October 7, 1998
One of the very first projects I worked on as a young attorney at the
Children's Defense Fund 25 years ago was a study of what happens to
juveniles incarcerated with adults.
Not surprisingly, I found that children placed in adult prisons
experience unspeakable horrors. They are eight times more likely to
commit suicide and five times more likely to be sexually assaulted than
those who serve their time in juvenile facilities.
As a result of these facts, Congress acted in 1974 to separate juveniles
from adults in prison.
Now, in the pre-election flurry of activity on Capitol Hill, these
protections are in danger of being eroded. There is a move in Congress to
rush through a juvenile crime bill -- without a moment's debate on the
Senate floor -- that could result in young runaways and truants being
placed in adult prisons.
Juvenile crime is too important an issue to deal with in this manner. It
requires full and proper debate.
During the 1980s, lots of tough talk failed to stem the increase in
violent crime. When my husband was elected, he abandoned tough talk and
replaced it with a real strategy, focused on the local level, that
combined tough prosecution measures with smart prevention efforts. The
Brady Bill and his 1994 crime bill cracked down on the sale of handguns
to fugitives, stalkers and felons, banned 19 types of assault weapons and
funded 100,000 new police officers on our streets. Communities got the
tools they needed to address their own crime problems.
The President's strategy has worked. We have seen violent crime decrease
each of the last six years and overall crime rates go down to their
lowest level in nearly 25 years.
This same approach can work for juvenile crime. Communities all across
the country are abandoning rhetoric for prosecution and prevention
strategies that show real results.
San Diego County is attacking this problem with a comprehensive plan in
which law enforcement, schools, public agencies and communities work
together. There is zero tolerance for guns and drugs in school. Young
people who break the law are held accountable. Families in trouble are
directed to a wide array of support services. And at-risk youth are
steered into a variety of after-school activities.
Since San Diego implemented its plan, there has been a significant
decrease in juvenile crime coupled with reductions in teen birth rates,
dropout rates, possession of drugs and weapons on campus, and truancy rates.
The widely reported success of Boston's juvenile crime initiatives has
made it a model for communities around the country as well as for the
President's Anti-Gang and Youth Violence Strategy.
In Boston, a comprehensive community-based program reaches at-risk youth
before they take their first step into crime and deals with those already
in trouble, specifically targeting gang activity and illicit gun
trafficking. Prevention efforts, including after-school programs and
part-time jobs, are also key elements.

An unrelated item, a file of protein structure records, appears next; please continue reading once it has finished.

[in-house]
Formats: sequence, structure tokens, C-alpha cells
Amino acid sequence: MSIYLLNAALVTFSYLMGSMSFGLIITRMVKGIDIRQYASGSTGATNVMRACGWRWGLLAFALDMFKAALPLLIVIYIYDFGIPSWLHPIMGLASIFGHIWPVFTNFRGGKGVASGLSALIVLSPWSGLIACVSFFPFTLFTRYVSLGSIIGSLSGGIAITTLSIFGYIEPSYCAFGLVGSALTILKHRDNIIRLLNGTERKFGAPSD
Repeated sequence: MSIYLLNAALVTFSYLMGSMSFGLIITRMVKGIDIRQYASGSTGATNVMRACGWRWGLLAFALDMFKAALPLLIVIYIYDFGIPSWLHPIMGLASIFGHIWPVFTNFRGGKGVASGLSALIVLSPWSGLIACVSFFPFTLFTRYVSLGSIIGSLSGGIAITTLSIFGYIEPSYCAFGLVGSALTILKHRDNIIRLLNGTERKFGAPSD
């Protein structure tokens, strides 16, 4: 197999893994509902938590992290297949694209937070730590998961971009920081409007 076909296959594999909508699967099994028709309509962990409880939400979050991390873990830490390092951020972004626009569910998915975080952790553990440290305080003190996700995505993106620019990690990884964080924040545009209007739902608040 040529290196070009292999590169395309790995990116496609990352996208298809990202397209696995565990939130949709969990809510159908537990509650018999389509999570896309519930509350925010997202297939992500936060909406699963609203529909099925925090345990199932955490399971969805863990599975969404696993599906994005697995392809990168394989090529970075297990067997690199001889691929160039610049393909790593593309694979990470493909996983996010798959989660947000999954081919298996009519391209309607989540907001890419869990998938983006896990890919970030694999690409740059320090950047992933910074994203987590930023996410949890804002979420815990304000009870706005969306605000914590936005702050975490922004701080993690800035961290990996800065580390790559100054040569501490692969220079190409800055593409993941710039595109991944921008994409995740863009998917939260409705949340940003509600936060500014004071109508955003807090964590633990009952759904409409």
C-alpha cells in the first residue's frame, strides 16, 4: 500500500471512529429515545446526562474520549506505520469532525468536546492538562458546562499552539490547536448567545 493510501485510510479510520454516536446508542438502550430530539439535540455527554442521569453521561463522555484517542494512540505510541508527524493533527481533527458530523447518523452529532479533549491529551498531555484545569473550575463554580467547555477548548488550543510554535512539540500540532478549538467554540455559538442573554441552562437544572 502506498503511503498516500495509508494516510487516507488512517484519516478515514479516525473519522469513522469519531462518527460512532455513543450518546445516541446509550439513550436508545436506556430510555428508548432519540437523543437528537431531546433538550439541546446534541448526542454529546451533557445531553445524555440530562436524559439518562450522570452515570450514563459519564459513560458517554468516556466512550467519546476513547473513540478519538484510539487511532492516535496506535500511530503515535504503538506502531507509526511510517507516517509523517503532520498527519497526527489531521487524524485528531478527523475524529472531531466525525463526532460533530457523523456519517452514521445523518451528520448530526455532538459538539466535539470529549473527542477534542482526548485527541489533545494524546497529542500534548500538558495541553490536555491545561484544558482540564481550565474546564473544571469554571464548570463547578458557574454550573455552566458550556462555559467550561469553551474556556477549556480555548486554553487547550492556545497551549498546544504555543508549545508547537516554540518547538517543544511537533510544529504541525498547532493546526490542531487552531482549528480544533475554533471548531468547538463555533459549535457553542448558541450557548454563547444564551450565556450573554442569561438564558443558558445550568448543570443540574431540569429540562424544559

This three-pronged strategy of prevention, intervention and enforcement
is paying off. Between 1990 and 1995, Boston's youth homicides dropped 80
percent, and in 1996, not a single juvenile died in a firearm homicide in
The President's own juvenile crime strategy also targets gangs and
violent youth, cracks down on guns and gun traffickers, and works to keep
children in school, off drugs and out of trouble.
Any juvenile crime initiative must balance real accountability for those
who commit acts of violence with prevention measures that keep our
children on the right track. It should prohibit serious and violent
juvenile offenders from ever possessing guns. And it should target
children's easy access to handguns by raising penalties for adults who
unlawfully supply them.
Prevention programs must offer young people constructive activities
during the hours when most juvenile crime occurs -- after school.
One successful Baltimore after-school program we will highlight next week
at the White House Conference on School Safety and the Causes and
Prevention of Youth Violence stresses academics and is staffed by police
officers who know that often the best way to fight crime is to prevent it
in the first place. Since this program opened, crimes against children in
the neighborhood have decreased 44 percent and the juvenile arrest rate
has dropped 16 percent.
A different model in San Antonio, Texas, introduces at-risk youngsters to
arts after school. Urban smARTS combines a variety of arts activities
with conflict resolution, training and a range of child and family
services -- all with an eye to keeping kids out of the criminal justice
The debate over juvenile justice must not be framed in terms of
prevention OR prosecution. We must demand both: tough measures that
punish criminal behavior and protect children in custody, along with
strategies and programs to keep kids out of the criminal justice system
in the first place. That's the formula for federal legislation that could
really decrease juvenile crime across the country. Let's hope this
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